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Why Physical Media Will Never Die

While Netflix, Hulu, Amazon Prime, and other video-streaming services have grown exponentially in popularity throughout the last decade, they have failed to kill the DVD and Blu-ray markets. Despite their ease of access, they fail in ways which physical media have not and never will. I would like to take a moment and discuss the reasons why physical media will never die, even in the face of digital content streaming.

Audio/Visual Quality

When it comes to digital content streaming, there is typically some loss in terms of quality. This is based upon the service used, the amount one pays, and internet connection quality. While you certainly can stream HD content, it is less reliable than what one will receive from a Blu-ray disc. This is even more true when it comes to 4K content, as it requires phenomenal download speeds to acquire beautiful, seamless 4K video over the internet. Physical media, on the other hand, is capable of pulling off incredible visuals with little effort; the advent of 4K and 3D movies has proven that, as they are limited almost entirely to Blu-ray discs outside of few exceptions.

Streaming is notoriously harsh when it comes to audio quality. Even dedicated music-streaming services such as Spotify struggle with this problem, and while some services have found ways to get around some limitations, the general rule is this: digital audio quality is lower than that of physical, and streaming audio quality is lower than that seen on, say, a CD or vinyl. A part of this is the 'bitrate' of an audio track, or the amount of data stored in a single second of its file. The higher this number is, the better audio quality one will receive; in most digital audio files, the bitrate is 256 kbps (kilobits per second), while Dolby TrueHD has a maximum possible bitrate of 18 mbps (megabytes per second). While most audio tracks will never reach that lofty of a goal, the audio bitrate from Blu-ray discs has the potential to be a whopping seventy times higher than that seen through most streaming services.


Building a Collection

Collectors will also never fully move to digital content, much less that seen on streaming services. Companies often sell 'collector's editions', which might include special boxes, bonus merchandise for fans, special features, or other unique bonuses that are pertinent to fans. These are quite popular, particularly for television shows and films with dedicated fan-bases. As an example, the "Middle-Earth Collector's Edition" contains 30 Blu-ray discs which contain the entire Lord of the Rings and The Hobbit trilogies, dozens of hours of bonus content, extended, and cut scenes. This collection also contains digital downloads of each film, a unique box which presents the discs in the form of books, an art book containing sketches and concept art for the film, and more. While pricey, this is a must-have for fans of The Lord of the Rings and as such will continue to sell; streaming might be convenient, but it will never replace the sorts of bonuses seen in this example.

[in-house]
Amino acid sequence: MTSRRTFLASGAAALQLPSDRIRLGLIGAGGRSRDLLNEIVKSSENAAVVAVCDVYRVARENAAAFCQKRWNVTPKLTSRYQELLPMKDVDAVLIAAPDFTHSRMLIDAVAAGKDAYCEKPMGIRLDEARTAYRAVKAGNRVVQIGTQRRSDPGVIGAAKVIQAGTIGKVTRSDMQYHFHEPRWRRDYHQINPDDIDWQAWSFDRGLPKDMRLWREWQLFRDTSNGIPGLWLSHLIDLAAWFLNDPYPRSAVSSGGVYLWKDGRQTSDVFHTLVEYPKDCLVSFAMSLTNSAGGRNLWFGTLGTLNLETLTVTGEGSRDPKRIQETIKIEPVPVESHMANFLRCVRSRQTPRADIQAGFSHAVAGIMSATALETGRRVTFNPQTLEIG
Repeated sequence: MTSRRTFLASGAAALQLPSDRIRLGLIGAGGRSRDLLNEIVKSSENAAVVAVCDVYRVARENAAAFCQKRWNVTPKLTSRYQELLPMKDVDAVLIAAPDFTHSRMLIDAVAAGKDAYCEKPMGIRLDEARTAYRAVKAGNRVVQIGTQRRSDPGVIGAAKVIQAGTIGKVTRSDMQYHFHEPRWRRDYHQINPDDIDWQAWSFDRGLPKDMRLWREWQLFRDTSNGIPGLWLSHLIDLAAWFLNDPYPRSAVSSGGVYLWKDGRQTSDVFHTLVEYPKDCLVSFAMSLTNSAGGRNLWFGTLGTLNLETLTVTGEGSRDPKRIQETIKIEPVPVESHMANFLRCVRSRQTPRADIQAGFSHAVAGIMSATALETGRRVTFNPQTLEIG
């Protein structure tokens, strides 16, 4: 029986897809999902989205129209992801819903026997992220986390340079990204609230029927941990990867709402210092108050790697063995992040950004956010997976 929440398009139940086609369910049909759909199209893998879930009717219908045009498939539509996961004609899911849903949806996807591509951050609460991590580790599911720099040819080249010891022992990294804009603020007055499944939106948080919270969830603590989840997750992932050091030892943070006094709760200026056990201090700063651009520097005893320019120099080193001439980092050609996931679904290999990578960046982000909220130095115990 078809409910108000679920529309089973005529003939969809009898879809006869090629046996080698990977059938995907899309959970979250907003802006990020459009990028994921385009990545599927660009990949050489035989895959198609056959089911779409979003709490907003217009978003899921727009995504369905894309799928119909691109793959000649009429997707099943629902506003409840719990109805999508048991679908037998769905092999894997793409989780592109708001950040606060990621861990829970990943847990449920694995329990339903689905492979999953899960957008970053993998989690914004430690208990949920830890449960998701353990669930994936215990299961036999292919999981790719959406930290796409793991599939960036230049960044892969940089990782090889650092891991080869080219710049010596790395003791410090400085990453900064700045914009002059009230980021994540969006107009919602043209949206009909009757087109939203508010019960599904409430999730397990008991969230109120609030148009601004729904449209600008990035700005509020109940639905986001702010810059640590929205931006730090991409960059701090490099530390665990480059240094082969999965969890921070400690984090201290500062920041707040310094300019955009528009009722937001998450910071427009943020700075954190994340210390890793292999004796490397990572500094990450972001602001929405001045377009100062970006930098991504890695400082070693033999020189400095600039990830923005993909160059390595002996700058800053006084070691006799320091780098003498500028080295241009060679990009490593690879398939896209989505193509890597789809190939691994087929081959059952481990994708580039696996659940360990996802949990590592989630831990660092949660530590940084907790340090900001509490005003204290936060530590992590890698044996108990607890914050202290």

Finally, it is crucial to note what is perhaps the largest advantage of physical media over streaming services: not everything is available through streaming. There is a massive amount of content in the world which has not, and likely never will, be present on a major streaming platform. Even worse, the shows that you enjoy today might be removed at any time! On their website, Netflix writes:

"Netflix licenses TV shows and movies from studios and content providers around the world, and those licenses can expire if we don't renew them."

Netflix asserts that they check to see if the rights are still available, analyze a show's popularity and cost, then discern any seasonal or localized factors which might be relevant. These explain how Netflix, among other streaming services, lose content that you might be a fan of. Popular content is not safe from this either, as their removal of Doctor Who in 2018 will show that even significant shows might end up nonrenewable. This is where Blu-rays and DVDs can come into play; fans of TV shows and movies will always want to have a permanent way through which to watch their favorites, and streaming is an unreliable means through which to do so. When using a streaming service, you naturally do not *own* that video; even purchased digital versions of films have this issue. What would happen if you lost hundreds of dollars worth of films due to Vudu going out of business? This is an extreme example, of course, but serves to illustrate the shortfalls of digital content. Plus, Blu-rays typically contain digital copies of their content in question- this is normally free and serves as an additional bonus to purchasing a physical copy.


Physical Media Will Never Die

Digital media downloads and content streaming are obviously not going anywhere for the foreseeable future, and they do serve as wonderful supplemental forms of entertainment. Having a wealth of content at your fingertips, ready to stream at any time, is a uniquely contemporary idea and will continue to grow in coming years. Physical media will never be left behind, despite this new technology. Collectors and fans will always want to purchase their favorite films and shows, whether it be for the unique bonuses, security, consistency, or quality found only in physical media. I, for one, am excited to see what the future holds for physical media.

Shop for region free Blu-ray and DVD players today, and recall just how amazing it can be to own your own movies and television shows!

-The 220 Electronics Team